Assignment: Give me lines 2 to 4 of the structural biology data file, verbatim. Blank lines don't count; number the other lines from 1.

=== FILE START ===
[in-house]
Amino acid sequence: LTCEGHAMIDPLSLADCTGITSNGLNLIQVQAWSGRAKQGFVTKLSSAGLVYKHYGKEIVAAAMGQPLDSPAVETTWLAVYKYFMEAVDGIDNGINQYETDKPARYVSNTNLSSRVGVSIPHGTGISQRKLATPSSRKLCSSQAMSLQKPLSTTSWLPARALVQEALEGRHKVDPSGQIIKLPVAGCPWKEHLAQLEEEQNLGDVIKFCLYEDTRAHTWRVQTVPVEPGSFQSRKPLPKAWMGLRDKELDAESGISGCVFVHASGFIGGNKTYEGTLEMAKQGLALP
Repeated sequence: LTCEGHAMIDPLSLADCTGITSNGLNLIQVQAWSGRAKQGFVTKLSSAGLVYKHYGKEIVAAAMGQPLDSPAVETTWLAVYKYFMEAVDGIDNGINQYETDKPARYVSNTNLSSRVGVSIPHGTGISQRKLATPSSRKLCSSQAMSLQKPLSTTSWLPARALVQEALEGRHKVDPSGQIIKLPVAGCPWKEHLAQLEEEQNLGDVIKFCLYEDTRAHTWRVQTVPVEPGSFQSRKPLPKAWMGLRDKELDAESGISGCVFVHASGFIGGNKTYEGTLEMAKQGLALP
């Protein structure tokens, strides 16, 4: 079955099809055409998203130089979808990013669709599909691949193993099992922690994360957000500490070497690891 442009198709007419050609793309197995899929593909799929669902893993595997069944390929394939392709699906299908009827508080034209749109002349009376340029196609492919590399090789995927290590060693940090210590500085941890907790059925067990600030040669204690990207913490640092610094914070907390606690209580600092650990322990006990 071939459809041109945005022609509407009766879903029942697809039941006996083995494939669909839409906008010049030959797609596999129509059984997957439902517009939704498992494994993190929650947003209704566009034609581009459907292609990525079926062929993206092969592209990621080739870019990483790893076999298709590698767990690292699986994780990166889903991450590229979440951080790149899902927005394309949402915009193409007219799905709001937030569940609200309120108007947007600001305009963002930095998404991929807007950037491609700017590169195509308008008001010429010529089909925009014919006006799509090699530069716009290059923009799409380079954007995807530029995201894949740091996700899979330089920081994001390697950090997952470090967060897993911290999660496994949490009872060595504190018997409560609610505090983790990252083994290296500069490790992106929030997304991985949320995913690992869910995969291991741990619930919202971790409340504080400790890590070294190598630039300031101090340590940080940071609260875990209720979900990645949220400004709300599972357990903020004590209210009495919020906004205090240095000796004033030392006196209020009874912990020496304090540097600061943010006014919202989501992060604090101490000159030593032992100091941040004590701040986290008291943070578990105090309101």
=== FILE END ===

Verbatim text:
Amino acid sequence: LTCEGHAMIDPLSLADCTGITSNGLNLIQVQAWSGRAKQGFVTKLSSAGLVYKHYGKEIVAAAMGQPLDSPAVETTWLAVYKYFMEAVDGIDNGINQYETDKPARYVSNTNLSSRVGVSIPHGTGISQRKLATPSSRKLCSSQAMSLQKPLSTTSWLPARALVQEALEGRHKVDPSGQIIKLPVAGCPWKEHLAQLEEEQNLGDVIKFCLYEDTRAHTWRVQTVPVEPGSFQSRKPLPKAWMGLRDKELDAESGISGCVFVHASGFIGGNKTYEGTLEMAKQGLALP
Repeated sequence: LTCEGHAMIDPLSLADCTGITSNGLNLIQVQAWSGRAKQGFVTKLSSAGLVYKHYGKEIVAAAMGQPLDSPAVETTWLAVYKYFMEAVDGIDNGINQYETDKPARYVSNTNLSSRVGVSIPHGTGISQRKLATPSSRKLCSSQAMSLQKPLSTTSWLPARALVQEALEGRHKVDPSGQIIKLPVAGCPWKEHLAQLEEEQNLGDVIKFCLYEDTRAHTWRVQTVPVEPGSFQSRKPLPKAWMGLRDKELDAESGISGCVFVHASGFIGGNKTYEGTLEMAKQGLALP
């Protein structure tokens, strides 16, 4: 079955099809055409998203130089979808990013669709599909691949193993099992922690994360957000500490070497690891 442009198709007419050609793309197995899929593909799929669902893993595997069944390929394939392709699906299908009827508080034209749109002349009376340029196609492919590399090789995927290590060693940090210590500085941890907790059925067990600030040669204690990207913490640092610094914070907390606690209580600092650990322990006990 071939459809041109945005022609509407009766879903029942697809039941006996083995494939669909839409906008010049030959797609596999129509059984997957439902517009939704498992494994993190929650947003209704566009034609581009459907292609990525079926062929993206092969592209990621080739870019990483790893076999298709590698767990690292699986994780990166889903991450590229979440951080790149899902927005394309949402915009193409007219799905709001937030569940609200309120108007947007600001305009963002930095998404991929807007950037491609700017590169195509308008008001010429010529089909925009014919006006799509090699530069716009290059923009799409380079954007995807530029995201894949740091996700899979330089920081994001390697950090997952470090967060897993911290999660496994949490009872060595504190018997409560609610505090983790990252083994290296500069490790992106929030997304991985949320995913690992869910995969291991741990619930919202971790409340504080400790890590070294190598630039300031101090340590940080940071609260875990209720979900990645949220400004709300599972357990903020004590209210009495919020906004205090240095000796004033030392006196209020009874912990020496304090540097600061943010006014919202989501992060604090101490000159030593032992100091941040004590701040986290008291943070578990105090309101």